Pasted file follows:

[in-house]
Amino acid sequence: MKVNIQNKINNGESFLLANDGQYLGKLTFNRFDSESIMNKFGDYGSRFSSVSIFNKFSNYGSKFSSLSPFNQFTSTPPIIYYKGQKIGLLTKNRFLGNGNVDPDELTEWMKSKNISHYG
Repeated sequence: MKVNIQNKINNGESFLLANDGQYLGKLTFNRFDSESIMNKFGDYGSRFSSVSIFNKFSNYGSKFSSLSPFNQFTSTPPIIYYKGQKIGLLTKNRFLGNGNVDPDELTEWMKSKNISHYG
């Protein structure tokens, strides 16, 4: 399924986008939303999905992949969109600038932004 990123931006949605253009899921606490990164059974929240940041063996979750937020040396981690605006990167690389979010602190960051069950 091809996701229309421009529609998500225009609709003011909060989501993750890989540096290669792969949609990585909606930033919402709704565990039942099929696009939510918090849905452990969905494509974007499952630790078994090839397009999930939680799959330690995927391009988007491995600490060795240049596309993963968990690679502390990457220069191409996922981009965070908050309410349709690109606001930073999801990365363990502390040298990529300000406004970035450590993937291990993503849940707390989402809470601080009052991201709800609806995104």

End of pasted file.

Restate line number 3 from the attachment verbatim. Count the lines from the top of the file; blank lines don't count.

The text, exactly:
Repeated sequence: MKVNIQNKINNGESFLLANDGQYLGKLTFNRFDSESIMNKFGDYGSRFSSVSIFNKFSNYGSKFSSLSPFNQFTSTPPIIYYKGQKIGLLTKNRFLGNGNVDPDELTEWMKSKNISHYG